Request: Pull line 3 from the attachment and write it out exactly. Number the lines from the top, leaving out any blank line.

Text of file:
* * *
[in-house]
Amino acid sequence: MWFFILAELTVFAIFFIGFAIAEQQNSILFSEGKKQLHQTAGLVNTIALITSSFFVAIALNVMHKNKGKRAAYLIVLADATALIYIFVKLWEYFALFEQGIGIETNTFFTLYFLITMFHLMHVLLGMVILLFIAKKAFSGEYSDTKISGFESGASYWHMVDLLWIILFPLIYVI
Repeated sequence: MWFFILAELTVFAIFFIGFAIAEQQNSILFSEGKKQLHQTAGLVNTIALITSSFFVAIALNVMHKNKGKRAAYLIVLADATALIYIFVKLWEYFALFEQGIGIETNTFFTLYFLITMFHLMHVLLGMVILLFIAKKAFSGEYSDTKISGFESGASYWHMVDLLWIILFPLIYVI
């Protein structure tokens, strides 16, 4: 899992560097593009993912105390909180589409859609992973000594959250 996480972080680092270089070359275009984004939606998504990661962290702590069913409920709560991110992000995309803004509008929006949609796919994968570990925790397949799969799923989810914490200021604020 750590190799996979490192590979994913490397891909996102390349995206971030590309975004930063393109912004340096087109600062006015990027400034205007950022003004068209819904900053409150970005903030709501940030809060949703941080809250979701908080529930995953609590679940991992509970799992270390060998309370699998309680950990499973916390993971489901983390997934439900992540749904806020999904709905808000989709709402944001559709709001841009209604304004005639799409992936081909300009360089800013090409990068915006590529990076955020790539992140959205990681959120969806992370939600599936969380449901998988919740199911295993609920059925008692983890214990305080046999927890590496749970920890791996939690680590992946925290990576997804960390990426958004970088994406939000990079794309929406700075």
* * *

Repeated sequence: MWFFILAELTVFAIFFIGFAIAEQQNSILFSEGKKQLHQTAGLVNTIALITSSFFVAIALNVMHKNKGKRAAYLIVLADATALIYIFVKLWEYFALFEQGIGIETNTFFTLYFLITMFHLMHVLLGMVILLFIAKKAFSGEYSDTKISGFESGASYWHMVDLLWIILFPLIYVI